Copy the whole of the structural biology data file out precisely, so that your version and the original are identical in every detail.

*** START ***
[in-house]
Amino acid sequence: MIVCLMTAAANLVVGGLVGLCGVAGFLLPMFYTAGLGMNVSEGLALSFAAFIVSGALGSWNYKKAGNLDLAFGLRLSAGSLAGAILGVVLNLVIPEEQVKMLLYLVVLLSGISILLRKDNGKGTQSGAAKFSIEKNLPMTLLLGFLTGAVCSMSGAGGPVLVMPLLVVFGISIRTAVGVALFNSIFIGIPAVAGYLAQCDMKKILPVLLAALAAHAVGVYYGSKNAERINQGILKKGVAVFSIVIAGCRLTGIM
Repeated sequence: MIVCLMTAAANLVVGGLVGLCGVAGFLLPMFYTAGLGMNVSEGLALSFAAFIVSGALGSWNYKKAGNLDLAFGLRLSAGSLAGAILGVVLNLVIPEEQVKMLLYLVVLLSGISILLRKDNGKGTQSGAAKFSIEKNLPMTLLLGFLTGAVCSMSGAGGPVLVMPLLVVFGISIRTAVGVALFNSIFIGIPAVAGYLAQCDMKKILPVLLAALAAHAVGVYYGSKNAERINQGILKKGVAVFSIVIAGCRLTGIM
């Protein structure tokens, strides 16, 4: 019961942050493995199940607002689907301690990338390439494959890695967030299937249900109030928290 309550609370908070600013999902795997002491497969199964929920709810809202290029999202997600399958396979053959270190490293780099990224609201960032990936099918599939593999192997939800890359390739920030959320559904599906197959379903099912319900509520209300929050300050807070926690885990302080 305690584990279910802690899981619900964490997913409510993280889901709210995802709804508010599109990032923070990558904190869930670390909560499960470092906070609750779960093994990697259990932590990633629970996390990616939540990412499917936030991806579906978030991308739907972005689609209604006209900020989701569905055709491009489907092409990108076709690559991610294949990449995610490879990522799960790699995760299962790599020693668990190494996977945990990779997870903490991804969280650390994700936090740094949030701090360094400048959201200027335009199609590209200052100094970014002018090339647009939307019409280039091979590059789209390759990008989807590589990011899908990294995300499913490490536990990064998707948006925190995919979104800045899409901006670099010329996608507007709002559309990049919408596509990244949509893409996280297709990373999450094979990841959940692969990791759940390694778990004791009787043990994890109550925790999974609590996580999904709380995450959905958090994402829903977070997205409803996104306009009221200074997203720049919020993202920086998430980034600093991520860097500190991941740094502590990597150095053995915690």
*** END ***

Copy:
[in-house]
Amino acid sequence: MIVCLMTAAANLVVGGLVGLCGVAGFLLPMFYTAGLGMNVSEGLALSFAAFIVSGALGSWNYKKAGNLDLAFGLRLSAGSLAGAILGVVLNLVIPEEQVKMLLYLVVLLSGISILLRKDNGKGTQSGAAKFSIEKNLPMTLLLGFLTGAVCSMSGAGGPVLVMPLLVVFGISIRTAVGVALFNSIFIGIPAVAGYLAQCDMKKILPVLLAALAAHAVGVYYGSKNAERINQGILKKGVAVFSIVIAGCRLTGIM
Repeated sequence: MIVCLMTAAANLVVGGLVGLCGVAGFLLPMFYTAGLGMNVSEGLALSFAAFIVSGALGSWNYKKAGNLDLAFGLRLSAGSLAGAILGVVLNLVIPEEQVKMLLYLVVLLSGISILLRKDNGKGTQSGAAKFSIEKNLPMTLLLGFLTGAVCSMSGAGGPVLVMPLLVVFGISIRTAVGVALFNSIFIGIPAVAGYLAQCDMKKILPVLLAALAAHAVGVYYGSKNAERINQGILKKGVAVFSIVIAGCRLTGIM
């Protein structure tokens, strides 16, 4: 019961942050493995199940607002689907301690990338390439494959890695967030299937249900109030928290 309550609370908070600013999902795997002491497969199964929920709810809202290029999202997600399958396979053959270190490293780099990224609201960032990936099918599939593999192997939800890359390739920030959320559904599906197959379903099912319900509520209300929050300050807070926690885990302080 305690584990279910802690899981619900964490997913409510993280889901709210995802709804508010599109990032923070990558904190869930670390909560499960470092906070609750779960093994990697259990932590990633629970996390990616939540990412499917936030991806579906978030991308739907972005689609209604006209900020989701569905055709491009489907092409990108076709690559991610294949990449995610490879990522799960790699995760299962790599020693668990190494996977945990990779997870903490991804969280650390994700936090740094949030701090360094400048959201200027335009199609590209200052100094970014002018090339647009939307019409280039091979590059789209390759990008989807590589990011899908990294995300499913490490536990990064998707948006925190995919979104800045899409901006670099010329996608507007709002559309990049919408596509990244949509893409996280297709990373999450094979990841959940692969990791759940390694778990004791009787043990994890109550925790999974609590996580999904709380995450959905958090994402829903977070997205409803996104306009009221200074997203720049919020993202920086998430980034600093991520860097500190991941740094502590990597150095053995915690």